Winter is a great time of year for throwing on some warm clothes, grabbing a rug and sitting around a warm fire. However without the right equipment to keep you warm, it can be excruciatingly cold! This is the same for most animals during winter and horses are no exception.
Below are some suggestions from Petplan on how to prepare your horse for the winter months…
The biggest responsibility during the colder months is making sure that your horse is eating enough feed and receiving the nutrients needed to keep them in shape and maintaining the much needed weight. As horses burn calories to stay warm, their feed may need to be increased as the weather drops. Increasing the amount of hay fed is the best way to keep weight on horses during the winter, as the fermentation process generates internal heat.
Even though it may be cold, horses still need to consume water to stay hydrated. Research has proven that by only providing warm water to horses, they will drink a lot more than they would if they only had icy water available. By having a tank or bucket heater, you can encourage your horse to drink more and therefore stay healthy and warm during the cold weather.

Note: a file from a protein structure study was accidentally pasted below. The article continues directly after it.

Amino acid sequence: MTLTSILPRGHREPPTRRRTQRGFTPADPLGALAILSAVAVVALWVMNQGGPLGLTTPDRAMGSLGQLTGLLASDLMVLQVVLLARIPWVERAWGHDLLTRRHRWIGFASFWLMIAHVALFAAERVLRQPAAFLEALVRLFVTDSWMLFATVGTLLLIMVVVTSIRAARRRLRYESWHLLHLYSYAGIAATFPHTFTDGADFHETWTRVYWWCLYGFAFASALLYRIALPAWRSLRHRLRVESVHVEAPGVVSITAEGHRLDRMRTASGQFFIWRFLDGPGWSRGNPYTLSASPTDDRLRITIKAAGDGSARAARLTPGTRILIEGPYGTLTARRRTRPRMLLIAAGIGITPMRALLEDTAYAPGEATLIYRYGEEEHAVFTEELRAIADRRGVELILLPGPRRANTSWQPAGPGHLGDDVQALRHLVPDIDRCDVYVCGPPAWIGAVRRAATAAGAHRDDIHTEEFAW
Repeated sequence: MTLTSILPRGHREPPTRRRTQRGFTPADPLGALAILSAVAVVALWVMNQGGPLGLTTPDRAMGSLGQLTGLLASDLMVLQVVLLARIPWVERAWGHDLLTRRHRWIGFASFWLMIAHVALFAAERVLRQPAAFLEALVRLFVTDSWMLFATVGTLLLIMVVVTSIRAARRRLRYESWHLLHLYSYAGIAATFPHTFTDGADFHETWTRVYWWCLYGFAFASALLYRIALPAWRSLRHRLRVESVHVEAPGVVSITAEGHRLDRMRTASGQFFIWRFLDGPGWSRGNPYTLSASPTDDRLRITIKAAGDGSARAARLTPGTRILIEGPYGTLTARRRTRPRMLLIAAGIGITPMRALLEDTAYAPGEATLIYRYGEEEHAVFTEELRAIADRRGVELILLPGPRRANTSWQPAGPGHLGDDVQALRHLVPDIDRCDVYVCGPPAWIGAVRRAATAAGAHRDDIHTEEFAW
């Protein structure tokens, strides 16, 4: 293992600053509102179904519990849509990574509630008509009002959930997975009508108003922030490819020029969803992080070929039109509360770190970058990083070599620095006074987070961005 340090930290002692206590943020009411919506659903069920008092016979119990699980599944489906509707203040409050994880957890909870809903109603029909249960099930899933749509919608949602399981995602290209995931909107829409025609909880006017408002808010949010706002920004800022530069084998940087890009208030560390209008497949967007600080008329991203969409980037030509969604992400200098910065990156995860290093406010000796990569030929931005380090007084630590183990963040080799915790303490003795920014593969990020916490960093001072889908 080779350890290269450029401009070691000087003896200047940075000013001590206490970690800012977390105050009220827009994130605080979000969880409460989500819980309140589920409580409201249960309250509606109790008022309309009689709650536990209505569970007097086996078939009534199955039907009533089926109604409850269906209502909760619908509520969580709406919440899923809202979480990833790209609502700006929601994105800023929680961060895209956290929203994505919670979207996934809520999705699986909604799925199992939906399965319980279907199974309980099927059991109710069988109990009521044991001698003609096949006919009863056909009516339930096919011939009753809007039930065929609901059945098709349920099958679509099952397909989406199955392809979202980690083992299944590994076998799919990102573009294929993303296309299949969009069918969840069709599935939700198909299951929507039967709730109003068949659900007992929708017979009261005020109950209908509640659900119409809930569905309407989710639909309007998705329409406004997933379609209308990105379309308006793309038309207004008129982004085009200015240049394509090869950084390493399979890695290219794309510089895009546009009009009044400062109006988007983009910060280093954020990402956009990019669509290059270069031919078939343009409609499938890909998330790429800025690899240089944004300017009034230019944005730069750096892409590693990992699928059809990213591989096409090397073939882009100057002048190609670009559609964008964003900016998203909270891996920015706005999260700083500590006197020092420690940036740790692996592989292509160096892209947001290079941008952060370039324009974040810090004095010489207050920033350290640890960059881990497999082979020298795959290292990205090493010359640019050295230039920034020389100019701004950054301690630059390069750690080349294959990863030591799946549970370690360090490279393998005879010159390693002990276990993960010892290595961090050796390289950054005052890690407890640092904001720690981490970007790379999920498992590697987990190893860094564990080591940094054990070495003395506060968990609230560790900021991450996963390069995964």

When it comes to whether or not your horse should be wearing a rug depends on a couple of factors. In general most horses should be wearing rugs during extremely cold temperatures, however if a horse has a thick coat, adequate shape and enough shelter from the weather, a rug may not be necessary.
If you do feel the need to rug your horse, a waterproof/winter rug is the best way to go. This will need to be checked regularly though to see if it is rubbing on the horse as well as to check the horse’s body condition and whether or not it is at a healthy weight.
Just like humans, horses still need some exercise even when it’s chilly outside. If conditions are still not terrible, keep riding your horse during the winter months, however if the weather is severe allow your horse to roam in a paddock daily if it safe to do so.
An indoor arena is your best option for daily exercise, although they can become quite dusty in winter – seek out a binding agent that will hold water and try to water as frequently as possible to hold the base down and reduce the dust. Try to spend more time than normal warming up your horse and cooling down as the cold weather tends to seize up their limbs.
Continue to keep a close eye on all your horses as the weather drops, check their body weight, whether or not they are eating properly and continue to give them options for shelter from the weather. If you take all the precautions over these colder months, you and your horses will be safe and healthy ready for spring!